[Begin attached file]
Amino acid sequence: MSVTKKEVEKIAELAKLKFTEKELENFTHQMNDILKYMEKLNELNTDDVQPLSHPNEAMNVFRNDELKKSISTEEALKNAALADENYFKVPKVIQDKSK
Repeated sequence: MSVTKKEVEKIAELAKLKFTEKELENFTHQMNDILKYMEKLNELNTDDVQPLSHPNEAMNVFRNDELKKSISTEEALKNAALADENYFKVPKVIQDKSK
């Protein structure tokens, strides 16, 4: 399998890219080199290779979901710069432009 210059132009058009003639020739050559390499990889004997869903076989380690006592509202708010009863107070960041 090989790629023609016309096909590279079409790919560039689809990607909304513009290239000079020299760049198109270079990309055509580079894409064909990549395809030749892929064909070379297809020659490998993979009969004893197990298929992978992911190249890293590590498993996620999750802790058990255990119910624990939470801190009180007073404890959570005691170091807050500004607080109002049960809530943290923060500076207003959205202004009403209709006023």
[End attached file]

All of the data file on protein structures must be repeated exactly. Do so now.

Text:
Amino acid sequence: MSVTKKEVEKIAELAKLKFTEKELENFTHQMNDILKYMEKLNELNTDDVQPLSHPNEAMNVFRNDELKKSISTEEALKNAALADENYFKVPKVIQDKSK
Repeated sequence: MSVTKKEVEKIAELAKLKFTEKELENFTHQMNDILKYMEKLNELNTDDVQPLSHPNEAMNVFRNDELKKSISTEEALKNAALADENYFKVPKVIQDKSK
């Protein structure tokens, strides 16, 4: 399998890219080199290779979901710069432009 210059132009058009003639020739050559390499990889004997869903076989380690006592509202708010009863107070960041 090989790629023609016309096909590279079409790919560039689809990607909304513009290239000079020299760049198109270079990309055509580079894409064909990549395809030749892929064909070379297809020659490998993979009969004893197990298929992978992911190249890293590590498993996620999750802790058990255990119910624990939470801190009180007073404890959570005691170091807050500004607080109002049960809530943290923060500076207003959205202004009403209709006023």